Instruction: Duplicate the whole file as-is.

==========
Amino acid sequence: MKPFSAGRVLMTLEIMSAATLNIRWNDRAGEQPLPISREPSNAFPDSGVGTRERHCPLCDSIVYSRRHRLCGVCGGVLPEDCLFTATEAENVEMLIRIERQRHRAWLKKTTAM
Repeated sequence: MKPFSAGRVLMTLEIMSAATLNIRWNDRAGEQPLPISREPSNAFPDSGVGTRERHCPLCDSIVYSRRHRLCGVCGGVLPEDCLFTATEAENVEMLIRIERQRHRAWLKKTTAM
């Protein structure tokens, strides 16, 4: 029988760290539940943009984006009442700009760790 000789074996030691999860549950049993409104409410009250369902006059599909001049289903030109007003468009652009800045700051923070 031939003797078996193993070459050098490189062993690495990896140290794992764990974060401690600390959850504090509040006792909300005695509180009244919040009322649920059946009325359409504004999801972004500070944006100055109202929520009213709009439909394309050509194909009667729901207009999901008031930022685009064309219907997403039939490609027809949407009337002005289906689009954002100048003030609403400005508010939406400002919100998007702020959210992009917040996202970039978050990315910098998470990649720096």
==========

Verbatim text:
Amino acid sequence: MKPFSAGRVLMTLEIMSAATLNIRWNDRAGEQPLPISREPSNAFPDSGVGTRERHCPLCDSIVYSRRHRLCGVCGGVLPEDCLFTATEAENVEMLIRIERQRHRAWLKKTTAM
Repeated sequence: MKPFSAGRVLMTLEIMSAATLNIRWNDRAGEQPLPISREPSNAFPDSGVGTRERHCPLCDSIVYSRRHRLCGVCGGVLPEDCLFTATEAENVEMLIRIERQRHRAWLKKTTAM
């Protein structure tokens, strides 16, 4: 029988760290539940943009984006009442700009760790 000789074996030691999860549950049993409104409410009250369902006059599909001049289903030109007003468009652009800045700051923070 031939003797078996193993070459050098490189062993690495990896140290794992764990974060401690600390959850504090509040006792909300005695509180009244919040009322649920059946009325359409504004999801972004500070944006100055109202929520009213709009439909394309050509194909009667729901207009999901008031930022685009064309219907997403039939490609027809949407009337002005289906689009954002100048003030609403400005508010939406400002919100998007702020959210992009917040996202970039978050990315910098998470990649720096």